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Power refers to a capacity that one has to influence someone elses behaviour so that others do thing one intends. This definition implies:
A potential that need not be actualized to be effective. A dependency relationship. The assumption that others have some discretion over his or her own behaviour.

Leaders achieve goals and power is a means of facilitating their achievement. Power does not require goal compatability, merely dependence. Leadership on the other hand requires some congruence between the goals of the leader and the led. Leadership focusses on downward influence on ones subordinates, power does not. Leadership research emphasizes style, power research focusses on tactics for gaining compliance.

1. COERCIVE POWER power that is based on fear. 2. REWARD POWER compliance achieved based on the ability to distribute rewards that others view as valuable. 3. LEGITIMATE POWER the power a person receives as a result of his or her position in the formal hierarchy of organisation.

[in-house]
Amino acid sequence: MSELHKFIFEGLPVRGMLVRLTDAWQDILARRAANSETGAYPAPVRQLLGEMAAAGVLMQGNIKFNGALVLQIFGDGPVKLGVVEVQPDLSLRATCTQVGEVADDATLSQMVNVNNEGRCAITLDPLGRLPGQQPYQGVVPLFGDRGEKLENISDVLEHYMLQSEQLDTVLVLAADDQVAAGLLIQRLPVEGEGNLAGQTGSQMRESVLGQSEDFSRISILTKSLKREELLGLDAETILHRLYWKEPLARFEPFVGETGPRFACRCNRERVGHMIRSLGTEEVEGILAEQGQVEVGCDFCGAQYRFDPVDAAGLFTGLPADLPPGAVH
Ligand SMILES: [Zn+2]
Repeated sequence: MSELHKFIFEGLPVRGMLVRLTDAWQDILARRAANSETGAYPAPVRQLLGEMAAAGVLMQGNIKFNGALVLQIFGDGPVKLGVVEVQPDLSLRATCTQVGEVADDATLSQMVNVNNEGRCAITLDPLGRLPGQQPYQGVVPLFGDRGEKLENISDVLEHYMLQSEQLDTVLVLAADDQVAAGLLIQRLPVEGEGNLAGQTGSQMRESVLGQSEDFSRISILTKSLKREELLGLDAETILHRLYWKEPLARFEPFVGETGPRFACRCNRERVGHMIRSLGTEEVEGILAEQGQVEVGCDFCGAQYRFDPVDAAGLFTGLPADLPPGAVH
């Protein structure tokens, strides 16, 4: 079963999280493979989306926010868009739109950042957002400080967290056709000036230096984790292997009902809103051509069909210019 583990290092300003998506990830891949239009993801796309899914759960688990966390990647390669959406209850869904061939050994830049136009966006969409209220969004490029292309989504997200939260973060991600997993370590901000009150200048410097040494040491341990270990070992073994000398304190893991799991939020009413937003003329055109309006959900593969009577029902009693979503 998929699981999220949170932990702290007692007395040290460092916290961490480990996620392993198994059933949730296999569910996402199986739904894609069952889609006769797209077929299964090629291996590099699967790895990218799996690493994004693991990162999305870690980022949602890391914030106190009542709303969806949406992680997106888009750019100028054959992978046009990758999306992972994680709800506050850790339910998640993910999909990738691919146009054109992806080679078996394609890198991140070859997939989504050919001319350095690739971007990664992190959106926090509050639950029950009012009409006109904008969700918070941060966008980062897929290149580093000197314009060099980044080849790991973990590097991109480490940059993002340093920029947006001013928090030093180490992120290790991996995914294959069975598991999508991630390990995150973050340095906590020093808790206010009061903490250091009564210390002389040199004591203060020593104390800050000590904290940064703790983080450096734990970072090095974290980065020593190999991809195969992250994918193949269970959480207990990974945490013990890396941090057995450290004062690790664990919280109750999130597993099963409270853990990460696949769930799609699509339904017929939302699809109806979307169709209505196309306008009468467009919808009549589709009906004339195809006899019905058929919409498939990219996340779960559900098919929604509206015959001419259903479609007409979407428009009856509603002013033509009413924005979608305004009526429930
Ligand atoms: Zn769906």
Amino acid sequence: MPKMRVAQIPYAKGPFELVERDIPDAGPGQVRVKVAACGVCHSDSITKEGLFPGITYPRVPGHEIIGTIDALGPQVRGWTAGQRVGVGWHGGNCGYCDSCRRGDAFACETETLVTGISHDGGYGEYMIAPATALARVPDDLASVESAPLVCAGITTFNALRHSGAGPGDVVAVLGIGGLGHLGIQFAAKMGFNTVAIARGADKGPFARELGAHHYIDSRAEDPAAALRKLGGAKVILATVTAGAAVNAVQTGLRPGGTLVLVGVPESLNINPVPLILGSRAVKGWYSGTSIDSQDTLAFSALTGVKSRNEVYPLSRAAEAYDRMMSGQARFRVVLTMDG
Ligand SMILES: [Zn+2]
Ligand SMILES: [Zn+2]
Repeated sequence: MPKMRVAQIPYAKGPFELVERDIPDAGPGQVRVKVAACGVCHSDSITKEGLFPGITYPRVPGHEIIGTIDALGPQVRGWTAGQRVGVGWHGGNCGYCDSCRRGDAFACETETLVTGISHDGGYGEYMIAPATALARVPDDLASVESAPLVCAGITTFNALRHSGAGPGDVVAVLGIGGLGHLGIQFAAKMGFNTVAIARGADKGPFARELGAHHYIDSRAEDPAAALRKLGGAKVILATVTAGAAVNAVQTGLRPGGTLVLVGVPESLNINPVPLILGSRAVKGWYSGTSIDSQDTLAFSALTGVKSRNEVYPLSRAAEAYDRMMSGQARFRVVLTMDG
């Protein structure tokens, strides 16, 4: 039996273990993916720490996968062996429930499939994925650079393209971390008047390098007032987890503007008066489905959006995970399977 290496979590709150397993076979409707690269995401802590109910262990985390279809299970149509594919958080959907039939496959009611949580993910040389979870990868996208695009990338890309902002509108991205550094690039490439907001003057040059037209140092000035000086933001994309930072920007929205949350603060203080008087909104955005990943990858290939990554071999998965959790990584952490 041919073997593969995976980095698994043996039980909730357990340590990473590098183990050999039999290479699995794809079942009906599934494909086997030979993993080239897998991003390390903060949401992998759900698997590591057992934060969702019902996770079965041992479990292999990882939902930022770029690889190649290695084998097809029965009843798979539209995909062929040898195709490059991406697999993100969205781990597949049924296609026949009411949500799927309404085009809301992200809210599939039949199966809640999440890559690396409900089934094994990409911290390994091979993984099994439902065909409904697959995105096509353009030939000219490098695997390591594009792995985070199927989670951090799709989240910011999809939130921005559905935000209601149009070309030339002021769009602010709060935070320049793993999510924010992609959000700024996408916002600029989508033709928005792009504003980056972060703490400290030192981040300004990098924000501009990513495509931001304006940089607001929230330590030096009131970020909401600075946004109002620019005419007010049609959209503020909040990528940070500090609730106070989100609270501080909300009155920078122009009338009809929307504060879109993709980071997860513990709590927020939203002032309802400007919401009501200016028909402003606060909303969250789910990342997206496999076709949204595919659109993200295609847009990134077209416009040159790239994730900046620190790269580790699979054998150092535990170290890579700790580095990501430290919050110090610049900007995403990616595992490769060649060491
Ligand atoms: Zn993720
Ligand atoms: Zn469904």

4. EXPERT POWER it is the influence wielded as a result of expertise, special skills or knowledge. 5. REFERENT POWER influence based on possession by an individual of desirable resources or personal traits.

DEPENDENCY the key to power

The General Dependency Postulate: The greater Bs dependency on A, the greater power A has over B.
Dependency is inversely proportional to the alternative sources of supply.


1. IMPORTANCE to create dependency, the thing you control must be perceived as being important. 2. SCARCITY a resource needs to be perceived as scarce to create dependency. 3. NON SUBSTITUTABILITY the more a resource has no viable substitute, the more power control over that resource provides.

Ways in which individuals translate power bases into specific actions. There are seven identified tactical dimensions: 1. REASON: use of facts and data to make a logical or rational presentation of ideas. 2. FRIENDLINESS: use of flattery, creation of goodwill, acting humble and being friendly prior to making a request.